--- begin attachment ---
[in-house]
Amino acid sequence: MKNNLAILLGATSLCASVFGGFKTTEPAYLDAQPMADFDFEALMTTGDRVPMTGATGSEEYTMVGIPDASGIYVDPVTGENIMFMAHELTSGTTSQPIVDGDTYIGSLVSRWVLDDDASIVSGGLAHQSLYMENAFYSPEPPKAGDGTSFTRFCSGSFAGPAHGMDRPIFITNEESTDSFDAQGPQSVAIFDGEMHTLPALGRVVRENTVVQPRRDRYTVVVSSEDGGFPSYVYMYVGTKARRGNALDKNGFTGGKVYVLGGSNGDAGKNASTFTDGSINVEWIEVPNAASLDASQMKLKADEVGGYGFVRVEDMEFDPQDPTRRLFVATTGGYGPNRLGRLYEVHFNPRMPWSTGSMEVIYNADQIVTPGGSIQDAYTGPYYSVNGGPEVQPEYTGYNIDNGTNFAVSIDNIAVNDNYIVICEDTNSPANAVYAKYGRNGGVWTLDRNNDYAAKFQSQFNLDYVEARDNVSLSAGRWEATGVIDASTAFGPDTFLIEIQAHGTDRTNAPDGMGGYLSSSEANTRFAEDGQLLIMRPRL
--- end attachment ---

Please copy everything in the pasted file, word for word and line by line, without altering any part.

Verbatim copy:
[in-house]
Amino acid sequence: MKNNLAILLGATSLCASVFGGFKTTEPAYLDAQPMADFDFEALMTTGDRVPMTGATGSEEYTMVGIPDASGIYVDPVTGENIMFMAHELTSGTTSQPIVDGDTYIGSLVSRWVLDDDASIVSGGLAHQSLYMENAFYSPEPPKAGDGTSFTRFCSGSFAGPAHGMDRPIFITNEESTDSFDAQGPQSVAIFDGEMHTLPALGRVVRENTVVQPRRDRYTVVVSSEDGGFPSYVYMYVGTKARRGNALDKNGFTGGKVYVLGGSNGDAGKNASTFTDGSINVEWIEVPNAASLDASQMKLKADEVGGYGFVRVEDMEFDPQDPTRRLFVATTGGYGPNRLGRLYEVHFNPRMPWSTGSMEVIYNADQIVTPGGSIQDAYTGPYYSVNGGPEVQPEYTGYNIDNGTNFAVSIDNIAVNDNYIVICEDTNSPANAVYAKYGRNGGVWTLDRNNDYAAKFQSQFNLDYVEARDNVSLSAGRWEATGVIDASTAFGPDTFLIEIQAHGTDRTNAPDGMGGYLSSSEANTRFAEDGQLLIMRPRL